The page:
2016 has seen things already in full swing. At last count I’ve got no less than 8 recording projects going on at once. One advantage to this is that I stay out of mischief and stay out of the sun – something that one needs to do in the January heat of Sydney.
Speaking of Sydney, one of the more cruisy people that I’ve worked with already is David McLeod. He is a lecturer here at AIM, and had written a track called “Sydney Sider”. He approached me late last year about doing some recording together, and I was happy to accept. I worked with David around 2013, recording some of his own tracks.
We approached “Sydney Sider” in a similar manner to his previous recordings. He plays great piano and has this nice smooth voice, and his general approach is to capture it all live. He never uses click so there’s no point plotting out bar and beat numbers or working out a tempo. He just sings, plays and I press the red button. Well, it’s actually a little more complicated than that.
Part of the problem with recording this way is the distinct possibility that he may want to punch in part of his performance – particularly his vocal. So isolation between piano and vocal was particularly important, and we went to great lengths to achieve this. With the piano lid down, we were able to place our 3 microphones inside the piano, and then really “dress up” the instrument. We placed as many blankets and material on the piano as possible in the hope of isolating the piano away from the vocal.
The resultant sound was good. We used a Neumann U87 for his vocals, and utilised the mic’s standard pop filter. This pop filter, although not perfect, does a good job of removing plosives, while not being too visually obstructive.
For the piano we used my matched pair of Neumann KM184s over the hammers in an ORTF arrangement. In addition, an AKG414 was used at the very bottom of the piano near the bass strings, set to OMNI. This is my standard piano miking technique, although to be honest in recent times, I’ve been not quite so happy with the bottom mic. All three mics went into the standard Digidesign mic pre, but I also processed the bottom mic with some low pass filter to remove any top end in the sound. I was after bass!
The U87 vocal mic went into my favourite preamp – the Avalon 737. Some gentle, gentle, gentle compression applied (wouldn’t want all that piano coming through the vocal mic now, would we?), and some EQ to add tops and air. David has an amazingly “breathy” voice, and his phrases often end with more “breath” than “note” in a really interesting way. I wanted to capture that, and David often asks for it to be accentuated during mixdown.
As a final set of mics for the piano I used a pair of AT4080 ribbon mics in the room. These are my current “room mic of choice”. I love the rounded tone of the ribbon, taking away some of the harsh brittleness so often heard on condenser mics.
Also recording at the same time was bass player Duncan Brown. He brought in this awesome DI made by Noble, worth some crazy amount like $1800 or something, and wanted to try it. Hey, I didn’t need to be asked twice. And WOW, what a sound. His DI went straight into another Avalon 737, with some gentle, gentle, gentle compression and then into Pro Tools. Sounded amazing, but as we all know, it’s actually all about the player as well. Duncan has a great feel and since he was in exactly the same room as David, they just locked on.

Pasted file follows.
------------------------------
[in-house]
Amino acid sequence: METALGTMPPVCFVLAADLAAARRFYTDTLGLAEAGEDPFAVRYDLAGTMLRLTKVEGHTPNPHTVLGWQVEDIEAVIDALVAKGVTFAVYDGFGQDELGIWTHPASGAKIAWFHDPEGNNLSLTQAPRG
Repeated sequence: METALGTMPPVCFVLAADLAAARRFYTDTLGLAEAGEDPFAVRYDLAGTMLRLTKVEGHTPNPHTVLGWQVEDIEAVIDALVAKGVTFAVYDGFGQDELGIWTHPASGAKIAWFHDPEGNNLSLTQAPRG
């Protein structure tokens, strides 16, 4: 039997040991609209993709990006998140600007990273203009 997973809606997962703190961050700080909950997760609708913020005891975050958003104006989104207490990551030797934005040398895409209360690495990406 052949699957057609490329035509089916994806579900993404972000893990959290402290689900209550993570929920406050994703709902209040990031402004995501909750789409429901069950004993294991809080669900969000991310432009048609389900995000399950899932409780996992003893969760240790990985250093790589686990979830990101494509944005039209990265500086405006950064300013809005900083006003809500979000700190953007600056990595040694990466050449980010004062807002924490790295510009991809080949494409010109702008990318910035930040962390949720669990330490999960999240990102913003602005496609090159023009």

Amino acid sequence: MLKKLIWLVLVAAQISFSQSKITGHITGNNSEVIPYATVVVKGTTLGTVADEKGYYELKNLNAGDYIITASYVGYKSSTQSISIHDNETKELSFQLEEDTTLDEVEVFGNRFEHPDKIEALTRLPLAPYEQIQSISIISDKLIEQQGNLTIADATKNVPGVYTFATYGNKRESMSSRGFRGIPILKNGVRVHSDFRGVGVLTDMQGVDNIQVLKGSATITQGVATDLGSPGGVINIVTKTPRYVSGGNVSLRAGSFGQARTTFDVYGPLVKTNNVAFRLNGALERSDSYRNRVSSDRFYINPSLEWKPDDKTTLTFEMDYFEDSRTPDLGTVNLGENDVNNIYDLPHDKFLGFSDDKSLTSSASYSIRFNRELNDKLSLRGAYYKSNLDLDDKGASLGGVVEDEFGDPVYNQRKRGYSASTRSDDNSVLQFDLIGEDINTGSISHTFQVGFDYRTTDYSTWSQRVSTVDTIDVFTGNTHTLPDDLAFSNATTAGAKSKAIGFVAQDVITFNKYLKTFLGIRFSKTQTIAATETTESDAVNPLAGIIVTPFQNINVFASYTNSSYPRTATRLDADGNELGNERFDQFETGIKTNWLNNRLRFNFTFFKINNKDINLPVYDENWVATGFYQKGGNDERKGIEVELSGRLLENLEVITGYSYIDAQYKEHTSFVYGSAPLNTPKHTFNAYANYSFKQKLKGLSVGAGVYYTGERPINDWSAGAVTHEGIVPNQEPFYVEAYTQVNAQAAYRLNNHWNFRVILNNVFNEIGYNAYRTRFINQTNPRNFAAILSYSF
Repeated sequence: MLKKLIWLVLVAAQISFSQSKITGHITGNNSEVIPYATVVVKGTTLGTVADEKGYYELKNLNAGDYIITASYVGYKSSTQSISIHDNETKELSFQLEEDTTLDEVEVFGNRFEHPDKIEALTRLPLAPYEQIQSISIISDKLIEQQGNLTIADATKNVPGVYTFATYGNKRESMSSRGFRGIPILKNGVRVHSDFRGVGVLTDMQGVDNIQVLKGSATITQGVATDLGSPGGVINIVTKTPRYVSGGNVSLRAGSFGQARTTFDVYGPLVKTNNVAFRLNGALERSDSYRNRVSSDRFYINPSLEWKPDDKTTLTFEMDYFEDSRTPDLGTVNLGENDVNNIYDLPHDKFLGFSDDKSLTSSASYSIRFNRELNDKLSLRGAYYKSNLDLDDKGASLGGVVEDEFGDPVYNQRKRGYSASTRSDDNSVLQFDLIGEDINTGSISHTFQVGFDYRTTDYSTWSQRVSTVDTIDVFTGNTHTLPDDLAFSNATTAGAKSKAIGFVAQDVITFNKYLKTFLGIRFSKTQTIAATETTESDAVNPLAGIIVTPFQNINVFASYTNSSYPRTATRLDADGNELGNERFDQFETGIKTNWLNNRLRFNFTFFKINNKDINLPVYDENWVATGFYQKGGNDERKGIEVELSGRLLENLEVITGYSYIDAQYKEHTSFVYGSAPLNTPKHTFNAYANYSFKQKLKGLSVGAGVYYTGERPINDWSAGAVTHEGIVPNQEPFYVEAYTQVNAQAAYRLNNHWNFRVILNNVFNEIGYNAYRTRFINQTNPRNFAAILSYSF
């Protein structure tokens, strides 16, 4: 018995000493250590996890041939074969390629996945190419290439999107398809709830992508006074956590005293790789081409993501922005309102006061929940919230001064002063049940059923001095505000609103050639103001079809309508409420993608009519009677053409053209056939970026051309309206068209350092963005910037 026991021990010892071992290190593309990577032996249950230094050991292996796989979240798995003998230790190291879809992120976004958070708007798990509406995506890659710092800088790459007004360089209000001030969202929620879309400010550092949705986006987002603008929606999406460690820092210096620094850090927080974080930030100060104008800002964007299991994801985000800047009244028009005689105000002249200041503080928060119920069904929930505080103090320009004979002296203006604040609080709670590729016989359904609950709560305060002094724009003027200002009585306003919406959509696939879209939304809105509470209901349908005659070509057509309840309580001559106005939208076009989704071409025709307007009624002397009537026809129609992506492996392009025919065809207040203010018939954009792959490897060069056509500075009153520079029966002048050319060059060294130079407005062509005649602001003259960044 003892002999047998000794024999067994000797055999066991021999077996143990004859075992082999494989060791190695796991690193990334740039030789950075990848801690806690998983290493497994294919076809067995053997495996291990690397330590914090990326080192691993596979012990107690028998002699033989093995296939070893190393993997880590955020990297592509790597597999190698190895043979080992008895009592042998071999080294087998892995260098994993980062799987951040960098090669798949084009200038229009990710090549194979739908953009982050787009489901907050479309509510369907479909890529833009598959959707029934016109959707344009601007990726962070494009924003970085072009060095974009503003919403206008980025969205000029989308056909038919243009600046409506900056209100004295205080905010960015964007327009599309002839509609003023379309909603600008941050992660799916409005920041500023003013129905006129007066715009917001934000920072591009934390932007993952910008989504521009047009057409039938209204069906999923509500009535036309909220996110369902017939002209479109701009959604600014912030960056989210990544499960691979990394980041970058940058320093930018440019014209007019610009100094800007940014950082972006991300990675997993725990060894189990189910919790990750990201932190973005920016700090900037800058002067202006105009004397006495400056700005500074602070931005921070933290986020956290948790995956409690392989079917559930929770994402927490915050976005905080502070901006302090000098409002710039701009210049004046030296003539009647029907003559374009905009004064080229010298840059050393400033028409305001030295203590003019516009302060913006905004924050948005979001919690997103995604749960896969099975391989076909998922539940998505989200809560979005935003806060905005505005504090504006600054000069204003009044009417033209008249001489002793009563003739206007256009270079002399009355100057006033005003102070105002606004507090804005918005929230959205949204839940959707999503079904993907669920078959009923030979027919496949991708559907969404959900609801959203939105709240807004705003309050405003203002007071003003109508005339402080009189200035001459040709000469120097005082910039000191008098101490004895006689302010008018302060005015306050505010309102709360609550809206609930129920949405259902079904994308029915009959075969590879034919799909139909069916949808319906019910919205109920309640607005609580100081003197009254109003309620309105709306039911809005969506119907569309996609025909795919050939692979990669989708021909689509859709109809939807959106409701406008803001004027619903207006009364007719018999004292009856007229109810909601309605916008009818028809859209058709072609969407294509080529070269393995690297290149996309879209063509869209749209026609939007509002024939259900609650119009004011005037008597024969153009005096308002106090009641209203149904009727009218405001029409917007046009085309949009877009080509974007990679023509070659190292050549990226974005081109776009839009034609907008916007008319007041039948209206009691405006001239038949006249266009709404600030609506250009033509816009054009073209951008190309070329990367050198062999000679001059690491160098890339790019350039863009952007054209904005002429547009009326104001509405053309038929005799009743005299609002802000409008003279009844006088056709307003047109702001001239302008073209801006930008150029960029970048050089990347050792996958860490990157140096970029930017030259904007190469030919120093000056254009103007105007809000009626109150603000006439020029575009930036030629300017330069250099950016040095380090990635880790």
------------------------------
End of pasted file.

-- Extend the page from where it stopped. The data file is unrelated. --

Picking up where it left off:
In a few takes we really had a good performance – musically. David was pretty happy with his vocal performance too, but we tried another version – without vocals this time. Within a few takes we had that too!
David then sat at the piano and added a vocal on top of the instrumental version. A few takes, a few drop ins and that was done too.
A week later, David came back into the studio for some percussion overdubs which were programmed in. The shakers were played in manually using Native Instruments Kontact, and some bells were added courtesy of Propellerhead Reason. It’d had been ages since I’ve used Reason, but man it was good to get back into it again. Later on I added some rainstick and belltree using Reason as well.
Given the sparse instrumentation, mixing was an uncluttered affair. See the screenshot…
The blue tracks at the top are my submix tracks. Generally I’m feeding the recorded audio into these tracks. There’s one for piano, vocals, bass, percussion, plus 2 reverb returns and a delay return.
The piano submix has got the Focusrite D2 equaliser and that’s it. The bass submix has the most processing – Waves Guitar Stomp 2 (with a little bit of chorus), Waves Renaissance Axx, and again the Focusrite D2. Vocal submix has the Waves MV2 compressor, Waves Vitamin, and Waves H-Comp. The 2 reverb returns (one long, one medium) are through Native Instruments RC48, and AVID’s Reverb One. The Delay return is Waves H-Delay.
OK, ok, so I’m using a lot of Waves stuff. I don’t necessarily subscribe to it (yet) but I’ve just acquired the Waves Gold bundle, so I’m utilizing where I can!
The pink tracks are the recorded piano, which are then feeding the piano submix track at the top. The blue track is the recorded bass, and the red tracks are the recorded percussion and Reason. The green track is the recorded vocal. The Master buss at the bottom has Waves L1 + Ultramaximizer.
With most of my sessions recently, I’ve ventured into the high resolution sample rates of 96KHz. Maybe I’m dreaming, but for me there is an undeniably smooth detail and “air” that I’m loving with these higher rates. It just makes it fair more listenable!
I’ve just finished the mix, and sent it to David, so awaiting feedback.